- analyzing evidence
- thinking critically
ProsStudents get an inside look into the awesome responsibility of the Supreme Court, and the game has nice detail from actual legal precedent.
ConsA lack of depth leaves students with an incomplete idea of how the Supreme Court truly works.
Bottom LineIt's a limited but effective experience that works best for beginners who need an introduction to the work of the Supreme Court.
Teachers may create an account for their classroom and add students so they can track progress, assign work, and create and monitor message boards for each class. There are lesson plans, standards alignment, and all of the other iCivics games and materials on the site.
Common Sense Reviewer
Kids should like the idea of deciding Supreme Court cases, but the unsophisticated visual presentation and guided story limit engagement. And the limited amount of content means kids won't come back for more.
Kids must decide what constitutes different legal definitions of speech. With in-game references to real-world legal precedent, kids also learn the outcomes to related cases.
Text-based descriptions of legal precedent and amendments provide good detail, and kids can replay arguments if they feel lost. Results can be printed, along with many lesson plans and extension activities.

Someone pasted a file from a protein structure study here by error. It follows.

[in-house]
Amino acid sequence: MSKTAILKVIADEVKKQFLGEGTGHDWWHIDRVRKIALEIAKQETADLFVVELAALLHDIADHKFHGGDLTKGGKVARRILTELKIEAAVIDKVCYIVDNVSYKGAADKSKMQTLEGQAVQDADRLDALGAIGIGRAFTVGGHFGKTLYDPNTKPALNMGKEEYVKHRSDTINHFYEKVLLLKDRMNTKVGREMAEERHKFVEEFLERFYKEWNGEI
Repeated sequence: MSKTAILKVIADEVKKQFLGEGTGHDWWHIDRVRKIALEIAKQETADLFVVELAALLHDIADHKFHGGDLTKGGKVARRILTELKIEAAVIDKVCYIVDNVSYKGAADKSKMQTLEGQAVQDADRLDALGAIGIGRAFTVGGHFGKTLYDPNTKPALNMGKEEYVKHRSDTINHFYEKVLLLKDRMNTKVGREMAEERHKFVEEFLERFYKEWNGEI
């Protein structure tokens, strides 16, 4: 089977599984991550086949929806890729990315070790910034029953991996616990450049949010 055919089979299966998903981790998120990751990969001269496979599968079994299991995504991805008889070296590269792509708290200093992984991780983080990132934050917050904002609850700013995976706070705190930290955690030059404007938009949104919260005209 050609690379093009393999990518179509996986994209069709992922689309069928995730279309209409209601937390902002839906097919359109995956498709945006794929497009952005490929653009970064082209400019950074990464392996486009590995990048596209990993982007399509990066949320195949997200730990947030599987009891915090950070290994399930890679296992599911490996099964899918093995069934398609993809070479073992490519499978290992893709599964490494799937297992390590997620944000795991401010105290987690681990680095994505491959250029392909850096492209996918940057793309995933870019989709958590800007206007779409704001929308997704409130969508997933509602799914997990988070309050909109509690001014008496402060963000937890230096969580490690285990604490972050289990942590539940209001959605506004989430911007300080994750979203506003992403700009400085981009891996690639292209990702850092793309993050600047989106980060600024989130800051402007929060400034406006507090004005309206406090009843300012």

Since it's not very deep, it can be used as an introduction to -- but not full coverage of -- the Supreme Court, the Judicial Branch, and/or free speech. It's best as a hook, conversation starter, or accessible picture of how Constitutional issues get debated and decided. Assigning it as individual work allows students to complete the work at their own pace, while providing them with discussion forums to talk silently. After students finish the game, have them research and present on other, perhaps more contemporary issues that challenge our understandings of free speech. The class can vote on the best presentations/issues and use the top 2-3 choices as topics for in-class mock debates.Read More Read Less
Supreme Decision is a browser-based game that helps students understand how the Supreme Court decides cases. Students are presented with the arguments for both sides of a fictional but realistic case drawn from legal precedent, and are tested thoroughly on their understanding of the case and how different Justices interpret it. Once kids understand the case, they decide which argument they support. Their support determines the case's outcome.Read More Read Less
With a fascinating premise and interesting content, students who have strong opinions will dive right in. What they'll find is a good introduction to free speech and how the Supreme Court works, along with solid critical thinking exercises and interesting information about an actual case (Tinker v. Des Moines). Students can provide feedback to each other while playing or work together to understand the content in more depth. They can also do this on their own, taking their time. While the Justices' arguments can be replayed, it's up to students to think critically -- or guess -- to get the right answers; there's not much contextual help.Read More Read Less
See how teachers are using Supreme Decision
- Great Way for Students to Learn Basics about the US Supreme Court4October 20, 2014
- Good tool for an introduction to the Supreme CourtChris N.
Richard Yoakley School
Knoxville, TN3September 20, 2014
- Great simulation tied which eventually tied to real cases5July 11, 2014